She also claims to be a successful businesswoman, although the only Companies House record for “Farah London” is for an apparently unconnected restaurant company that was wound up in 2020.
Companies House does, however, have records for someone called Farah Farazad, whose date of birth appears similar to the wannabe politician, and who was a director of Farazad Investments Ltd, a company that was wound up as insolvent in 2019.
Under current rules about candidate declarations, the council does not have to publish home addresses or full names (it’s entirely possible, of course, for an election candidate to change their name by deed poll). It is not enough to qualify to be a candidate in the Croydon Mayoral election just to have been born in the borough.
Inside Croydon asked Farah “London” where it is she lives, and whether the businesswoman listed at Companies House as Farah Farazad is one and the same. She has not answered.
Another ex-Tory running as an independent for Mayor is the somewhat quirky Gavin “Harry” Palmer. No sooner had Croydon Conservatives declared Palmer to be one of their council candidates for Woodside ward last autumn than he declared himself a runner for Mayor, despite frequently displaying a deep ignorance of the electoral system and the way a local authority is run.
Sources suggest that in the days before the declaration deadline, Palmer was desperately trying to contact other candidates to plead with them not to run and instead support his campaign. The final list of candidates gives an early indication of how successful Palmer might be in working to achieve any cross-party consensus…
Palmer does have two things going for him over the next month until election day.
First, he is the owner of a massive billboard near the Fiveways junction, where since before the Mayoral Referendum last October he has been displaying graffiti-esque type slogans, such as “Croydon deserves better!” Which is probably less of a slogan than a statement of the bleedin’ obvious.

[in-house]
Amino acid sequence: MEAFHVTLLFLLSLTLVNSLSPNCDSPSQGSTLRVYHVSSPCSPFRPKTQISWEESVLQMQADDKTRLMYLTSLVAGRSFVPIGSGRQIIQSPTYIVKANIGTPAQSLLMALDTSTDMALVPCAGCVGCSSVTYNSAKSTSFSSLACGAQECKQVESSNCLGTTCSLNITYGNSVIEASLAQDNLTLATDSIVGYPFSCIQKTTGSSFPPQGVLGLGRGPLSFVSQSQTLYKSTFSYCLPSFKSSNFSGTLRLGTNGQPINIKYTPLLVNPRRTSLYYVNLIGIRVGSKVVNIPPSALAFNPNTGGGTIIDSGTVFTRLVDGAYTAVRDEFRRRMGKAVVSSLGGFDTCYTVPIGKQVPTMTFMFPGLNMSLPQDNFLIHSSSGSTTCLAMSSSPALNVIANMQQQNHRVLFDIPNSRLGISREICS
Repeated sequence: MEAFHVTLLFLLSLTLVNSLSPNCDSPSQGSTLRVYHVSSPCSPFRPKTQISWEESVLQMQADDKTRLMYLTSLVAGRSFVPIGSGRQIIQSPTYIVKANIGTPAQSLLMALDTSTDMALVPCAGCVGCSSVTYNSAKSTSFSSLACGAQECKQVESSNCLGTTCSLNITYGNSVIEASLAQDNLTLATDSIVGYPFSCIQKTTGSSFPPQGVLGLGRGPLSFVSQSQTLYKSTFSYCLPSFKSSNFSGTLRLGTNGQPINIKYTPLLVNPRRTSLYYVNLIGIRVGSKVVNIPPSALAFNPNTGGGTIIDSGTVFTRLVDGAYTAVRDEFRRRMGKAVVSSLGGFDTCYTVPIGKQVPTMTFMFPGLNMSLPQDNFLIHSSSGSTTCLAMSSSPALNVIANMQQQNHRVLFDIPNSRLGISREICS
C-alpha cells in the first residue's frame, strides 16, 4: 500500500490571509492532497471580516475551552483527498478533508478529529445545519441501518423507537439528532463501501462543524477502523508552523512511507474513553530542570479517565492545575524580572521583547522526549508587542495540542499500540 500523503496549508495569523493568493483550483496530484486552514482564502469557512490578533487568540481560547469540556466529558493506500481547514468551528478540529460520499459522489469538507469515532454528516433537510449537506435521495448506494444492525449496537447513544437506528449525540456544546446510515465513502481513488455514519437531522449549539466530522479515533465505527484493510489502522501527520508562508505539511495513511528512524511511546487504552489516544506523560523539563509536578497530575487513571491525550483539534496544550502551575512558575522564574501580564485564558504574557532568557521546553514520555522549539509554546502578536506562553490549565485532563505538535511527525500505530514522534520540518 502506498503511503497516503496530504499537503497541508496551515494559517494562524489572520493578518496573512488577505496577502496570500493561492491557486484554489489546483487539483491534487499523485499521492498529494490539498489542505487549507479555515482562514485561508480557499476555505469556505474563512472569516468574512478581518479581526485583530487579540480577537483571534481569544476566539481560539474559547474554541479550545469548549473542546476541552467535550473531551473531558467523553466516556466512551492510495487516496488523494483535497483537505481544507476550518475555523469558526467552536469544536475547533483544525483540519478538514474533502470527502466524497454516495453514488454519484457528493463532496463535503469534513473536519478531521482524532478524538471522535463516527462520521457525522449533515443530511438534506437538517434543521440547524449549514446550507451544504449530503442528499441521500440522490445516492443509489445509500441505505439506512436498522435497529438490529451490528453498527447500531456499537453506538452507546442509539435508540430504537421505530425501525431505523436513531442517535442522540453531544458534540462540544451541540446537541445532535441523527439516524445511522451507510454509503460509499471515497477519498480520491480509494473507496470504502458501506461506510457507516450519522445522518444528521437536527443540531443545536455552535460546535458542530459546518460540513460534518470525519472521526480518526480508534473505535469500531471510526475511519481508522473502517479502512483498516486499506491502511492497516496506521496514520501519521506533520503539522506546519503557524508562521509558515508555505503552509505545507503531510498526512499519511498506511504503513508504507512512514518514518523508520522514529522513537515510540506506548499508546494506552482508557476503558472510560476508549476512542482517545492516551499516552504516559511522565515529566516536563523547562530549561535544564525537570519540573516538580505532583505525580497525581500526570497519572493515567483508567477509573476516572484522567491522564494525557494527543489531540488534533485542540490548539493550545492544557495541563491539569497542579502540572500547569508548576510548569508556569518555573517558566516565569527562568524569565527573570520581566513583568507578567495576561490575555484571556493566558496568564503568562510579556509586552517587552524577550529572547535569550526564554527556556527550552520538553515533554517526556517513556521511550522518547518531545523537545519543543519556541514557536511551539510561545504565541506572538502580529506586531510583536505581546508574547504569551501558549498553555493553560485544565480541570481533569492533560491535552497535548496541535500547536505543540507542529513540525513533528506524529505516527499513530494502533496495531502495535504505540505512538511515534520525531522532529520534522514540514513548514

And Palmer does, at least, want to be a candidate. Which is probably more than what can be said for Richard Howard, the somewhat shy Liberal Democrat candidate from Addiscombe.
Croydon’s LibDems are a dwindling band of ditherers: even with their much-reduced number of party members, they failed to select a candidate until well into January (even shambolic Croydon Labour were better organised).
And then, the LibDems only did so after having a democratic vote over whether they should have a Mayoral candidate at all…
Having been anti-Mayor until last October is not stopping Peter Underwood from running as the Green Party’s Mayoral candidate, providing his typically robust challenge to Labour and Conservatives, whose Val Shawcross and Jason Perry have been out and about campaigning since the New Year.
And if Winston McKenzie is the Joker in this pack of candidates, then the wildcard in the election is surely Andrew Pelling.
Pelling is the only one of the eight candidates who was bold enough to declare his support for switching to a directly-elected Mayoral system long before the matter was rubber-stamped by voters in all 28 wards around the borough – about 20 years before, in fact. It was a matter of constant irritation to the increasingly irascible Tony Newman when he was leading the council towards bankruptcy.
Pelling is a former Tory MP and ex-Labour councillor who spent eight years on the Town Hall’s backbenches but refused to be silenced by discredited Newman and his numpties. Now, he is running for Mayor on a platform of experience and a record of delivery within Croydon, as well as promises to axe Labour’s 4.1per cent council rents rise and the removal of Council Tax benefits from 20,000 households.
In a borough where many residents are thoroughly sick of party political machines, both locally and nationally, Pelling’s appeal to voters to use their first preference vote for him could yet cause more than a ripple come May 5.